The Charlotte News

Sunday, January 23, 1938


Site Ed. Note: While we are not certain of attribution to Cash of any of the below pieces save "Not Too Easy", he would contribute to the book-page of this date "Now What Is a Book? Sinclair vs. Tribune". It should be noted that his book-page contributions began to skip weeks starting in January, 1938, continuing into February, with only one contribution in April, returning to a weekly rate in July, only to slip away again in latter August, with none in September, as Munich began to preoccupy his attention. It is likely also that he was using these periods to work on the book, even though not submitting a book-page piece meant not receiving an extra $3 for the week and a free book in the bargain.

"In Nature's Chapel" presents the ban of hunting on Sunday, for its being contrary to the Sabbath's spirit, as being another example of a Blue Law without reason, save that in this case giving guns a rest; but then questions whether or not the woods and field do not afford a kind of pantheistic gestalt, wherein the cathedral's ceil finds its limits only in the blue and clouds above and the altar appears magically out of the tabular rock encountered by the rushing stream around the corner of the bend in the path through the ashen down enmeshed with the pine needle floor of the realm, in all of which the huntsman might, amid this quiet room where the timber walls return gentle Echo, find his deific spirit--whether Diana or the fox or the deer, or just that of the snark, only the hunter could know. But, then, one finds the same thing without a gun or other apparatus for hunting anything save the reward of the impulses of vast freedom, occasioned by the sensal experience of the setting itself, one sensible as such in so simple an exercise as a Sunday hike instead.

Wait a While*

South Carolina's Legislature, which meets every year, is running almost too smoothly. The House has got half through the appropriations bill, increasing items here and there, voting down amendments to reduce other items, taking time off to pass a bill eliminating the State's five-mill property tax, and in general acting like a body that knows where it's going and wants to get there as soon as possible.

Ah, but this, we know from past experience with legislatures, especially South Carolina's Legislature, is too good to be true. Increasing appropriations and taking off taxes is good work, as long as it lasts, but there must be, in the nature of things legislatorial, an end. And that will come when the Legislature has to lay its finger on new revenue to cover the higher appropriations and to replace the discarded property tax. And at every spot it touches there will be a raw nerve exposed, and a resulting great outcry of pain. And that will be when legislating ceases to be fun and becomes a downright bother.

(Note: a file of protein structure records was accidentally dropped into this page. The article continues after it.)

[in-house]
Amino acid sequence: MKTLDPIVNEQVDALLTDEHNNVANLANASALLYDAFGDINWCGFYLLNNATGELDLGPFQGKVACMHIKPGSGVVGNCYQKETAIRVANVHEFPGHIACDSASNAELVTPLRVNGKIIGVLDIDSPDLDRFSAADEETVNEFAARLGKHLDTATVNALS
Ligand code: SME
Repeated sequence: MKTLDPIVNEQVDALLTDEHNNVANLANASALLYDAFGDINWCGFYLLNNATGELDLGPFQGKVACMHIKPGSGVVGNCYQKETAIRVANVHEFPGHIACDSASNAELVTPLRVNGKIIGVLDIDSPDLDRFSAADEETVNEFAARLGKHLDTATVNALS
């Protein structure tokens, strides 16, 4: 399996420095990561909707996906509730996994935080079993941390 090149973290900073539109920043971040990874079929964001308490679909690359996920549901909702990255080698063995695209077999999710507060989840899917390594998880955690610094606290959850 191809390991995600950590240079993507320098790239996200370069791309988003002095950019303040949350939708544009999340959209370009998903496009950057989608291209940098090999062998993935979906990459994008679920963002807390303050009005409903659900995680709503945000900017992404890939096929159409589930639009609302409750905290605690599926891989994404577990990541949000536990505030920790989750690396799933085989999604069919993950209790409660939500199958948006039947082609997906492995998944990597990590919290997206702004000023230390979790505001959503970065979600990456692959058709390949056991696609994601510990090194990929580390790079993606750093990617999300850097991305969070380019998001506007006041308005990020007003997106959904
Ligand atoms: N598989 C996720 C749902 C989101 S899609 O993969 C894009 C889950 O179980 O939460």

In Nature's Chapel

Not, apparently, from any sudden righteous impulse, but merely to make its regulations conform to the general law of the State, the Board of Conservation & Development has drawn up a rule against hunting on Sunday in North Carolina. And the rule is well substantiated by the more basic law, which reads:

Anybody found hunting on Sunday with a dog or, except in defense of his own property, found off his premises with a shotgun, rifle or pistol, is guilty of a misdemeanor and may be fined not exceeding $50 or sentenced to jail not exceeding thirty days.

The sabbatical hunting day is probably a good thing for the continuing supply of game birds in the state, and beyond that it is the preference, in all likelihood, of most people who live in the country. But suppose the landed proprietor didn't mind, or, better still, that the huntsman owned or had leased the preserves over which he shot--is there any reason justifiable in morality or simple seemliness of behavior to forbid a man and his dogs to take to the fields in the hope of finding sport or, in rarer cases, food?

We trow not. And as for religious worship, which cannot be made compulsory, even by indirection, our Sunday huntsman might well retort to the arresting game warden that, in the love of Nature, he was but holding communion with one of her wholly visible forms. The game warden wouldn't understand, but the Board of Conservation & Development, it is highly probable, would.

We Learn About a Senator

Before this, nearly all we have known about Senator Ellender of Louisiana was his name and his political origin. But the Congressional Record for Monday, January 17, gives us a very large dose of the Senator. The whole Senate report, running to 21 closely-packed pages, is devoted to the Senator and his filibustering speech against the anti-lynching bill, together with remarks and questions of the numerous gentlemen who accommodatingly interrupted him.

The Senator, it is manifest, has a pretty gift for words. Indeed, and though he filled up considerable pages by the device of reading letters and telegrams and quoting from numerous presumably learned books, the Senator may be described assuredly as a veritable word-spout. The [indiscernible word] Senator, is a poised and polite man, Jim Ham Lewis, no mean heckler, did his best, but Senator Ellender was as sleek as ever when Jim Ham retired baffled from the fray. Whether the Senator may be a logical man or not we can't, however, make up our minds. The burden of his argument seems to be that the passage of the anti-lynching bill will at once bring on wholesale legalized miscegenation in Dixie--to which we are moved immediately to retort, "Nerts!"